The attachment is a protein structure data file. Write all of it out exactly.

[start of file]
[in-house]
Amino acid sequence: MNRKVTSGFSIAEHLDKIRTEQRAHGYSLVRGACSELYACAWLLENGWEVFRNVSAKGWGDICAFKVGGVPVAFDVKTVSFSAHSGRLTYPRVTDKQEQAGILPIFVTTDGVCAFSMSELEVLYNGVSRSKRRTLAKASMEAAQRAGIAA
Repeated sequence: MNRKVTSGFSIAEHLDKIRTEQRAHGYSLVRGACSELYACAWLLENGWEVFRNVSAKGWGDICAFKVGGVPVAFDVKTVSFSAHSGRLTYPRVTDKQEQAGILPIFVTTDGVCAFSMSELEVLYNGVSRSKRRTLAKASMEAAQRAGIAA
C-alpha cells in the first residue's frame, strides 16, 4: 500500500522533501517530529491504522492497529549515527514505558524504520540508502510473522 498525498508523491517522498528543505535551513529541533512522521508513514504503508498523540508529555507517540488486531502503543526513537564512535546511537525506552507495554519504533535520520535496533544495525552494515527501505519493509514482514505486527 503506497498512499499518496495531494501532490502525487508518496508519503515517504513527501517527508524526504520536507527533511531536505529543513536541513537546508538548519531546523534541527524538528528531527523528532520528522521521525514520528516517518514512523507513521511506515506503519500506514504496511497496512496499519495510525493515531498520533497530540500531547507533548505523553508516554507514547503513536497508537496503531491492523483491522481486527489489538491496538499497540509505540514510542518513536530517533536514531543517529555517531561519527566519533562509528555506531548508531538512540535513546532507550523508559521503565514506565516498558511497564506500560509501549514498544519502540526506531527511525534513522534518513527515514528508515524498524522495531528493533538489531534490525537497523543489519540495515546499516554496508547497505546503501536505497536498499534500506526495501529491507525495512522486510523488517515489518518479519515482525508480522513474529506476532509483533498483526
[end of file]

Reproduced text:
[in-house]
Amino acid sequence: MNRKVTSGFSIAEHLDKIRTEQRAHGYSLVRGACSELYACAWLLENGWEVFRNVSAKGWGDICAFKVGGVPVAFDVKTVSFSAHSGRLTYPRVTDKQEQAGILPIFVTTDGVCAFSMSELEVLYNGVSRSKRRTLAKASMEAAQRAGIAA
Repeated sequence: MNRKVTSGFSIAEHLDKIRTEQRAHGYSLVRGACSELYACAWLLENGWEVFRNVSAKGWGDICAFKVGGVPVAFDVKTVSFSAHSGRLTYPRVTDKQEQAGILPIFVTTDGVCAFSMSELEVLYNGVSRSKRRTLAKASMEAAQRAGIAA
C-alpha cells in the first residue's frame, strides 16, 4: 500500500522533501517530529491504522492497529549515527514505558524504520540508502510473522 498525498508523491517522498528543505535551513529541533512522521508513514504503508498523540508529555507517540488486531502503543526513537564512535546511537525506552507495554519504533535520520535496533544495525552494515527501505519493509514482514505486527 503506497498512499499518496495531494501532490502525487508518496508519503515517504513527501517527508524526504520536507527533511531536505529543513536541513537546508538548519531546523534541527524538528528531527523528532520528522521521525514520528516517518514512523507513521511506515506503519500506514504496511497496512496499519495510525493515531498520533497530540500531547507533548505523553508516554507514547503513536497508537496503531491492523483491522481486527489489538491496538499497540509505540514510542518513536530517533536514531543517529555517531561519527566519533562509528555506531548508531538512540535513546532507550523508559521503565514506565516498558511497564506500560509501549514498544519502540526506531527511525534513522534518513527515514528508515524498524522495531528493533538489531534490525537497523543489519540495515546499516554496508547497505546503501536505497536498499534500506526495501529491507525495512522486510523488517515489518518479519515482525508480522513474529506476532509483533498483526